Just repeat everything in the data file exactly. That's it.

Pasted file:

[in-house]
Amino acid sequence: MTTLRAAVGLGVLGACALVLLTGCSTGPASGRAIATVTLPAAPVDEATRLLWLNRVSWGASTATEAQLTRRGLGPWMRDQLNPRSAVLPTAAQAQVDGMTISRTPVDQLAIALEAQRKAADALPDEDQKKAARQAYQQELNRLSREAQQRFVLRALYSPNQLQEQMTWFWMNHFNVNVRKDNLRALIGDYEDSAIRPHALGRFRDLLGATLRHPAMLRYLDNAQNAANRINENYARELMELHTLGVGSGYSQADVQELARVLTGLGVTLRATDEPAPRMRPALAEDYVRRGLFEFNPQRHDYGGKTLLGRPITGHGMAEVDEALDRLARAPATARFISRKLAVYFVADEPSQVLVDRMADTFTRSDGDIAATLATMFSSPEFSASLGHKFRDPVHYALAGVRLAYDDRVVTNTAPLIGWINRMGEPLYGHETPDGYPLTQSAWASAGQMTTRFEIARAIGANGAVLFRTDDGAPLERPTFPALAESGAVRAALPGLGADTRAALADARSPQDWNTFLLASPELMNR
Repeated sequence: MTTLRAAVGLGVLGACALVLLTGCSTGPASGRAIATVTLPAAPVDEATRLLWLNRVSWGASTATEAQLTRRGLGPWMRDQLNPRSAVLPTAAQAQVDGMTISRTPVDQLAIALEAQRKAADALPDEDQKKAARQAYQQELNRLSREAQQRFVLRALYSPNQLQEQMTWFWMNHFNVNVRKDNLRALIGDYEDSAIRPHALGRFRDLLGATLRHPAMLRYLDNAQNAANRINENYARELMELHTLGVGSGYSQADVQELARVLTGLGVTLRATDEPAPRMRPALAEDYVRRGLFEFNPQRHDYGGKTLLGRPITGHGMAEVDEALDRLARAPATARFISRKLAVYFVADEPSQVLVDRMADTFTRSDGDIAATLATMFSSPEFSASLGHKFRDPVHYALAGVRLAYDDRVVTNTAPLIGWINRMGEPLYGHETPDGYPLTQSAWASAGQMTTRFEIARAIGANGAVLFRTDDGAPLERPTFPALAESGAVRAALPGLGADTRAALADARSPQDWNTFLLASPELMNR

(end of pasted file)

[in-house]
Amino acid sequence: MTTLRAAVGLGVLGACALVLLTGCSTGPASGRAIATVTLPAAPVDEATRLLWLNRVSWGASTATEAQLTRRGLGPWMRDQLNPRSAVLPTAAQAQVDGMTISRTPVDQLAIALEAQRKAADALPDEDQKKAARQAYQQELNRLSREAQQRFVLRALYSPNQLQEQMTWFWMNHFNVNVRKDNLRALIGDYEDSAIRPHALGRFRDLLGATLRHPAMLRYLDNAQNAANRINENYARELMELHTLGVGSGYSQADVQELARVLTGLGVTLRATDEPAPRMRPALAEDYVRRGLFEFNPQRHDYGGKTLLGRPITGHGMAEVDEALDRLARAPATARFISRKLAVYFVADEPSQVLVDRMADTFTRSDGDIAATLATMFSSPEFSASLGHKFRDPVHYALAGVRLAYDDRVVTNTAPLIGWINRMGEPLYGHETPDGYPLTQSAWASAGQMTTRFEIARAIGANGAVLFRTDDGAPLERPTFPALAESGAVRAALPGLGADTRAALADARSPQDWNTFLLASPELMNR
Repeated sequence: MTTLRAAVGLGVLGACALVLLTGCSTGPASGRAIATVTLPAAPVDEATRLLWLNRVSWGASTATEAQLTRRGLGPWMRDQLNPRSAVLPTAAQAQVDGMTISRTPVDQLAIALEAQRKAADALPDEDQKKAARQAYQQELNRLSREAQQRFVLRALYSPNQLQEQMTWFWMNHFNVNVRKDNLRALIGDYEDSAIRPHALGRFRDLLGATLRHPAMLRYLDNAQNAANRINENYARELMELHTLGVGSGYSQADVQELARVLTGLGVTLRATDEPAPRMRPALAEDYVRRGLFEFNPQRHDYGGKTLLGRPITGHGMAEVDEALDRLARAPATARFISRKLAVYFVADEPSQVLVDRMADTFTRSDGDIAATLATMFSSPEFSASLGHKFRDPVHYALAGVRLAYDDRVVTNTAPLIGWINRMGEPLYGHETPDGYPLTQSAWASAGQMTTRFEIARAIGANGAVLFRTDDGAPLERPTFPALAESGAVRAALPGLGADTRAALADARSPQDWNTFLLASPELMNR